Having helped many people get through one of the toughest periods in their lives—be it divorce, prison, death of a loved one, terminal illness, or financial disaster, the best service I can offer to others is a method to help them avoid bad decisions and to make good ones.  What makes me an expert in this area?  I have a wealth of experience one-on-one, in groups and in formal proceedings about how to accomplish exactly that: I help people make better decisions. 

The concept is simple:

  1. Recognize where you are in life or in the decision-making process.
  2. Seek out the opinions of others who might have a better perspective than you on the situation.
  3. Take the time you need to make a balanced, and realistic plan.
  4. Have the courage to follow though.

These steps, in business or matters of the heart, honor your own specific needs and process, giving you the space you need to decide as opposed to react.  The first step, recognizing that there is a choice to be made, is often the most elusive.  Being in a group, such as a mastermind or an ongoing consulting relationship, can be a blessing for the opportunity you receive to step back and evaluate options before you either run out of time or resources.  Someone is there to listen to you, to pay attention to your challenges and frustrations, and to give you an opening to stop and be deliberate about your next move.  Hindsight is 20-20, but what about those who have the benefit of experience, expertise, and perseverance in their lives?  This is what I try to bring to the table every time a client sits down with me to discuss a new idea or find the solution to a problem.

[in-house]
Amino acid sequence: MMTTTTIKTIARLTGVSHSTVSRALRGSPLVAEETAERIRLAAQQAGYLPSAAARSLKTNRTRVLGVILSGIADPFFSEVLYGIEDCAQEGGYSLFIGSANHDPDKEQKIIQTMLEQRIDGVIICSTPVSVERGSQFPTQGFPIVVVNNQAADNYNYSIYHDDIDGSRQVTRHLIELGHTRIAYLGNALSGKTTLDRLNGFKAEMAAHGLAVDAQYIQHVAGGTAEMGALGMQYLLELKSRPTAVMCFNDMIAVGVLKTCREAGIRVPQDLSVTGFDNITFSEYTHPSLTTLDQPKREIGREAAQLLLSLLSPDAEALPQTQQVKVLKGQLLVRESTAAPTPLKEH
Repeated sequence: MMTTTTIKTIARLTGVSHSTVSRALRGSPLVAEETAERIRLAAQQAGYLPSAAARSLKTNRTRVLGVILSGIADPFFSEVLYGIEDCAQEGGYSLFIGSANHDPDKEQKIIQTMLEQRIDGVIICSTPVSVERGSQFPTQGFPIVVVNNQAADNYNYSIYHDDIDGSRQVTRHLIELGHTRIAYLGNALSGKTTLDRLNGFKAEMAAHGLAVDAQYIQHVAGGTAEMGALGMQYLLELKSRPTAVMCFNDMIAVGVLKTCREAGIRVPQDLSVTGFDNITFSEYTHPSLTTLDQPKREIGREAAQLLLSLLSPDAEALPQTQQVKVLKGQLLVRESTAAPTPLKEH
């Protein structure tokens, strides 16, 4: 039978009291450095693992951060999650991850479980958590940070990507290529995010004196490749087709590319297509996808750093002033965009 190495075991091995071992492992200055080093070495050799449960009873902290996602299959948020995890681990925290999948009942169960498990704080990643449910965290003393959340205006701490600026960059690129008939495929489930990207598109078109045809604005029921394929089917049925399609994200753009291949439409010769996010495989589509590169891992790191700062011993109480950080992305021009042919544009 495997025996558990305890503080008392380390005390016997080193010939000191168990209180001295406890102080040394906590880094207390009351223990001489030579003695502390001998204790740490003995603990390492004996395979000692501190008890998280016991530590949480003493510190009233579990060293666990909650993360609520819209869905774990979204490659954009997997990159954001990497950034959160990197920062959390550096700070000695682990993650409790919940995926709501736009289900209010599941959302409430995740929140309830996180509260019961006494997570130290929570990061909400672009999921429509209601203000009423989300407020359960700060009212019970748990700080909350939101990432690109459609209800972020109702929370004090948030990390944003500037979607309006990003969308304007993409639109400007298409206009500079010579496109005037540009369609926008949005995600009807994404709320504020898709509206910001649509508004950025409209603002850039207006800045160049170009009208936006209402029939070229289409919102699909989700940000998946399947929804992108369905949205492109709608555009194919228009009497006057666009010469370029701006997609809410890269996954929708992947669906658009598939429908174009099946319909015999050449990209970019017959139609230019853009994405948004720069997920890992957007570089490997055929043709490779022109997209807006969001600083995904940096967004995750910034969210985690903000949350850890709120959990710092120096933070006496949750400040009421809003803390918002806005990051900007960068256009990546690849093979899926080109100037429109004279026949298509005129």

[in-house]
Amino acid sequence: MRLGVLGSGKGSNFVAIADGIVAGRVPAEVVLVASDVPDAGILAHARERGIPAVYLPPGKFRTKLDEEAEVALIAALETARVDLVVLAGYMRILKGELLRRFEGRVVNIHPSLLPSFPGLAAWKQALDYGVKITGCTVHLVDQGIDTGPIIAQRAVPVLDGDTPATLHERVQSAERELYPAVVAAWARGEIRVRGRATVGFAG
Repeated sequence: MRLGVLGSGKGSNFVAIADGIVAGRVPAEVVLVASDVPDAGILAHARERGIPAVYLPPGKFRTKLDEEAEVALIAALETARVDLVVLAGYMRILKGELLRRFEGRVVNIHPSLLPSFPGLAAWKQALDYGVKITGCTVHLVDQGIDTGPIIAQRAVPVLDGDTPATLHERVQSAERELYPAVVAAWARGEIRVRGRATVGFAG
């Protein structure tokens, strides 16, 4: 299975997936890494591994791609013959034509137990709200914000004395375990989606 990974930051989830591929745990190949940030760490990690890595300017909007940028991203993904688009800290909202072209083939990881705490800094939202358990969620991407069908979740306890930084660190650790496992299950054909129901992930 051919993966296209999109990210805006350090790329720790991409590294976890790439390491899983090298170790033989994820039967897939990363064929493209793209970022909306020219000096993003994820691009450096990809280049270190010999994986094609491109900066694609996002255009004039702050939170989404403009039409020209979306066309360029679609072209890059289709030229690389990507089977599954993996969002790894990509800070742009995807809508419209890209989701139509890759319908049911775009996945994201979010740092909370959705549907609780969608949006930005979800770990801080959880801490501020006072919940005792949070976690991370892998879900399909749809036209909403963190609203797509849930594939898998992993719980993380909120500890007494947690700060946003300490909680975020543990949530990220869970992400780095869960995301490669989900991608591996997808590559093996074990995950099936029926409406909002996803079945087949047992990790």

Quite often when I meet with someone in my office (either in person or virtually) the conversation ranges into areas which were not necessarily on the agenda for the meeting.  This is because I am not afraid to pose questions.  It is important to understand the problem if I am truly to be of help.  For example, if someone comes to me asking for a website, I want to know what they expect from it.  I ask who their intended audience is, and what steps they are willing to take to promote it.  I have often used the metaphor of putting a book in the library.  Making the website is like publishing a book, that no one will look at without proper promotion.  There is a myriad of tools at my disposal as a social media marketer, but each case needs personal attention to detail to be effective.  There are many right and wrong decisions available.  Consider setting a meeting up with me to let me do what I like to do best, help you make better decisions.  I look forward to your call.